All You Need To Know About the 2018 Women’s March

Learn more about the 2nd anniversary of the 2017 Women's March DC and what events are in store for this weekend

Amy Dai, Staff Writer

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On January 21, 2017, a day after President Trump’s inauguration, a crowd gathered at the base of the Capitol in Washington D.C. in a peaceful protest for human rights, including women, LGBTQ, immigrant, workers’, and reproductive rights, as well as health care reform, environmental protection, and racial equality. Most of the protests were directed at President Trump and the statements he had made during his 2016  presidential campaign that were regarded as sexist and offensive. The Washington D.C. Women’s March attracted a crowd of up to 500,000 people, and has sparked worldwide participation as individuals around the world began forming their own protests.  In D.C. alone, the march was the largest political protest since the anti–Vietnam War protests in the 1960s.

Today, the Women’s March is seen as a global harmonization that brought together individuals of all races, sex, and age in unison to advocate for human rights. The march was so successful that it has kickstarted a second march that will take place this 

weekend, from January 20-21, 2018, with its main event being in Las Vegas. Many other sister marches will be taking place in different parts of the country, including New York and Washington D.C.

The Washington D.C. march is expected to attract the largest crowd of protestors. The event is sponsored by March Forward Virginia, who were the Virginia state organizers for the 2017 Women’s March. March Forward Virginia (MFVA) is currently collaborating with the national Women’s March organization. The march begins at 11 AM at the Lincoln Memorial Reflecting Pool, where several speakers will kickoff the event, including Scarlett Johansson, actress and activist, Cecile Richards, the president of Planned Parenthood, Gloria Steinem, a feminist writer and activist, Gwen Carr, the mother of Eric Garner, a victim of police brutality and racism, and Van Jones, the president of Dream Corps and a commentator for CNN news.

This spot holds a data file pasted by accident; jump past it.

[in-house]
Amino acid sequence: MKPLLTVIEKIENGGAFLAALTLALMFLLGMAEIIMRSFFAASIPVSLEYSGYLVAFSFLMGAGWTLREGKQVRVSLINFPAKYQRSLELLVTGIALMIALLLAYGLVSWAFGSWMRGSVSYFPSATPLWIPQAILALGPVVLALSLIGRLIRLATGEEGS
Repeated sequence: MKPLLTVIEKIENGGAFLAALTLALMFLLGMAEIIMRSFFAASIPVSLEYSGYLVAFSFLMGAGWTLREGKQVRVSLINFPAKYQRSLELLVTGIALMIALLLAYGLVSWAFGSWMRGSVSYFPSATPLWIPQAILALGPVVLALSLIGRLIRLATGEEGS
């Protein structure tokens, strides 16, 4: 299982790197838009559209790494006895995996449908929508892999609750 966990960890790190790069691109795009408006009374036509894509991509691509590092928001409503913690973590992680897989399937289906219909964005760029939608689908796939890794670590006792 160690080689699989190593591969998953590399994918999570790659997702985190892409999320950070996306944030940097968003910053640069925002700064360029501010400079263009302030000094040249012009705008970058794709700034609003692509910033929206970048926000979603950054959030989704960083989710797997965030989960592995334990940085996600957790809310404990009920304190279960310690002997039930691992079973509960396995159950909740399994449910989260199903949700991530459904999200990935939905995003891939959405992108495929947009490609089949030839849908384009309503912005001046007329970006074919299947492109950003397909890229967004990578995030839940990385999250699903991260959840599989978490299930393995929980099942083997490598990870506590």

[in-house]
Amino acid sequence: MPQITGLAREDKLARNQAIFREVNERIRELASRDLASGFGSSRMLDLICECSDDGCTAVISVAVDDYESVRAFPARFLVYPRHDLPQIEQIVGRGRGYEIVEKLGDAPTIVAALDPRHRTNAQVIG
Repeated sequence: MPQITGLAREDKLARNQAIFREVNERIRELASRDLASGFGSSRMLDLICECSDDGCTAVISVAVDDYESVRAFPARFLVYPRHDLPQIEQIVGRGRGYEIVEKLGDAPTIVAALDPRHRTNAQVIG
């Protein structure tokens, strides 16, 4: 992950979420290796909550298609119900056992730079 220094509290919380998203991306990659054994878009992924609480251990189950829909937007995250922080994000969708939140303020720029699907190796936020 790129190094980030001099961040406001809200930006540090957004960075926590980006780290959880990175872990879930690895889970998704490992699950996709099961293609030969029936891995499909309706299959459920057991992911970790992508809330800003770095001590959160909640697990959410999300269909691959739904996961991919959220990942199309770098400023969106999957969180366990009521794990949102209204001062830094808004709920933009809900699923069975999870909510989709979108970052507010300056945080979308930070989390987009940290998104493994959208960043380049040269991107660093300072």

According to Breanne Butler, one of the 2017 march’s global coordinators, “We’re all rallying together. We’re unifying. We’re uplifting the voices that have been marginalized for a long time, particularly in this past year, and we’re coming together in one voice and making a strong statement to the upcoming administration…We are not going to be silenced any longer.”

If you missed last year’s Women’s March in D.C., now is your chance to participate! Join an estimated thousands of individuals and let your voice be heard from within the crowd.



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